By Dan Bernstein– senior columnist

(CBS) Baseball’s playoffs determine the winner of the World Series, not the best team in a given season.

That would already be the 2016 Cubs, who after 162 games over six months have more than earned that designation. They led MLB in total positional player fWAR with 38.7, and their pitchers led in both team ERA at 3.15 and xFIP at 3.74. Their historic defense was good for an Ultimate Zone Rating of 73.7 that outstripped the next-best Giants by 31.1, the biggest differential between the top two since the stat began in 2002.

And that’s why the Cubs won 103 games.

That season is now over, and another one begins Friday night — one governed by the variance inherent in any smaller grouping of games. It’s important to understand that it’s that variance that informs and explains everything about how president of baseball operations Theo Epstein has managed the construction of the Cubs to this point, trying to sustain success over enough time that one or more of their multiple playoff appearances can result in a championship.

This is their second spin of the wheel of baseball fortune. There will be more, but the only one that matters is the one you have right now.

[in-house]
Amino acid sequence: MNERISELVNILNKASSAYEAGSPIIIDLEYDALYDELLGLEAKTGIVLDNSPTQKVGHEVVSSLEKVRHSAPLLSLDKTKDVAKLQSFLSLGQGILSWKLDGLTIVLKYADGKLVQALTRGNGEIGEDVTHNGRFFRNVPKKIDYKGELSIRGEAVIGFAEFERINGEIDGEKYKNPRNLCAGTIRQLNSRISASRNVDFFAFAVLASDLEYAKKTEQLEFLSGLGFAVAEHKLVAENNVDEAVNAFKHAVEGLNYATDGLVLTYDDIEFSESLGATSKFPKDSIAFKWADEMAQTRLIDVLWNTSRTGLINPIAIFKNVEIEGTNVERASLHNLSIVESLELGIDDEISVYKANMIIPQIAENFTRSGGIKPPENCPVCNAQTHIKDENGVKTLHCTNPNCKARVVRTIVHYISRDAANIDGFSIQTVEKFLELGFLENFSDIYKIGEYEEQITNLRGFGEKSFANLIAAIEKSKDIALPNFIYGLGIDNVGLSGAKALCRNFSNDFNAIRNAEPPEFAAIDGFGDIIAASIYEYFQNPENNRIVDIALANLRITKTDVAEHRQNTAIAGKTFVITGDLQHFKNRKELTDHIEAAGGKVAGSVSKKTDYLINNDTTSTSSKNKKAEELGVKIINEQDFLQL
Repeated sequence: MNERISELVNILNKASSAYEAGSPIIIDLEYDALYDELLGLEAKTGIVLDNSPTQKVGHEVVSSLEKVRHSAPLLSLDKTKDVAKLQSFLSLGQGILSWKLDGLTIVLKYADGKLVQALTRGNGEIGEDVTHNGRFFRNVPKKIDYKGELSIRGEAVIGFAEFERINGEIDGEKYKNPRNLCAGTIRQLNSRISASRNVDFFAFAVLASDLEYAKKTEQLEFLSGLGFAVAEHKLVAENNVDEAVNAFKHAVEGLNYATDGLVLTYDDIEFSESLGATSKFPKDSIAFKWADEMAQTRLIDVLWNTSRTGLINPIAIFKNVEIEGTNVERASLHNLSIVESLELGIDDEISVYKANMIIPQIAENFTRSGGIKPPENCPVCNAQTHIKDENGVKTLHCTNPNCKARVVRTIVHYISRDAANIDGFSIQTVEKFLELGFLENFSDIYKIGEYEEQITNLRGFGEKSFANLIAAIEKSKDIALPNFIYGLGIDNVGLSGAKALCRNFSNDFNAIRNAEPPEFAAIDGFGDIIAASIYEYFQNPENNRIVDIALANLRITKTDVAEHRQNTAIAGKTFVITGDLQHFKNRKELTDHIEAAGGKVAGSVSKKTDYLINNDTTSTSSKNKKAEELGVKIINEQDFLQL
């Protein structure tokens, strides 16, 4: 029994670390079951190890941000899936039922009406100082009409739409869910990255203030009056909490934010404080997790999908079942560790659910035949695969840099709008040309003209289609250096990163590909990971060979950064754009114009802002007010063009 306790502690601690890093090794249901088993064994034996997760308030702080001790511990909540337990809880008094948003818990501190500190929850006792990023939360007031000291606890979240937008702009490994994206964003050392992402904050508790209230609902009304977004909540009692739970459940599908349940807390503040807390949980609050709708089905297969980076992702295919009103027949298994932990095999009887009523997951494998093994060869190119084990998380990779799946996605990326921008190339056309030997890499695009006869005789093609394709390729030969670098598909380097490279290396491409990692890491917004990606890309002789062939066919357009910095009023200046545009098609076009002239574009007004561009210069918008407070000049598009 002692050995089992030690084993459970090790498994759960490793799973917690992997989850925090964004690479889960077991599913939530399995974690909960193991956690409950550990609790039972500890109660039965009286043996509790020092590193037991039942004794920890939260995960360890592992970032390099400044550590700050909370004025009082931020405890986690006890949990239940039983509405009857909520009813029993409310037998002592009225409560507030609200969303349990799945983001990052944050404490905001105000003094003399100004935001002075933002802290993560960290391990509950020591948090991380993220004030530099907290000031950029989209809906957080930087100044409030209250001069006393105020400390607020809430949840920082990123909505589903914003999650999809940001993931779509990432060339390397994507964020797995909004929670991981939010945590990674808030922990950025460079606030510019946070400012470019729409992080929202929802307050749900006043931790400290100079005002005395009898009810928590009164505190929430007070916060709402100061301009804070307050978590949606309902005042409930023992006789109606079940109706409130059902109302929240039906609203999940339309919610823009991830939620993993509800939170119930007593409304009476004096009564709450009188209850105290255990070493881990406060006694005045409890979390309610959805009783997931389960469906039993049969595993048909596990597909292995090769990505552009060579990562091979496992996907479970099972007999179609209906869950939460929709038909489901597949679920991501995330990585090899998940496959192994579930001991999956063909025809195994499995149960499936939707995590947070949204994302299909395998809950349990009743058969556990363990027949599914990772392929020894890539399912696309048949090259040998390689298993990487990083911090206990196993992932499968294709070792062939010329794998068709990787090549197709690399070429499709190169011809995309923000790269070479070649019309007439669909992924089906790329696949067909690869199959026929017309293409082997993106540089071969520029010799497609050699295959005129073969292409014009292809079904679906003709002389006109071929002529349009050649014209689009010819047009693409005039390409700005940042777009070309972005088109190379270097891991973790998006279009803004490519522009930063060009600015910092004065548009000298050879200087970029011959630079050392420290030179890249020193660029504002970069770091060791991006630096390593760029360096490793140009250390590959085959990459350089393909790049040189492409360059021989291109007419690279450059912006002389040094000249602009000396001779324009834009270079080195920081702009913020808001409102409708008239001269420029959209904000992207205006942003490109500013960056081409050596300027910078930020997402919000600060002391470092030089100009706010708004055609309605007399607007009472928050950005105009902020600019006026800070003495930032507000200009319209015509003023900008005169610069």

It’s a limited sample in which bad players can be good and good players can be bad, and there’s no way to know any or which or how. When it comes to using numbers to predict likelihoods of postseason outcomes, the smartest analysts now close their laptops and just watch.

If the Cubs win the World Series, it won’t be due to destiny or the force of human will or some Calvinistic preordination. And if they lose, it won’t be the goats or ghosts, curses or voodoo, the weight of history or the failures of human constitution.

It’s just baseball.

Dan Bernstein is a co-host of 670 The Score’s “Boers and Bernstein Show” in afternoon drive. You can follow him on Twitter  @dan_bernstein and read more of his columns here.

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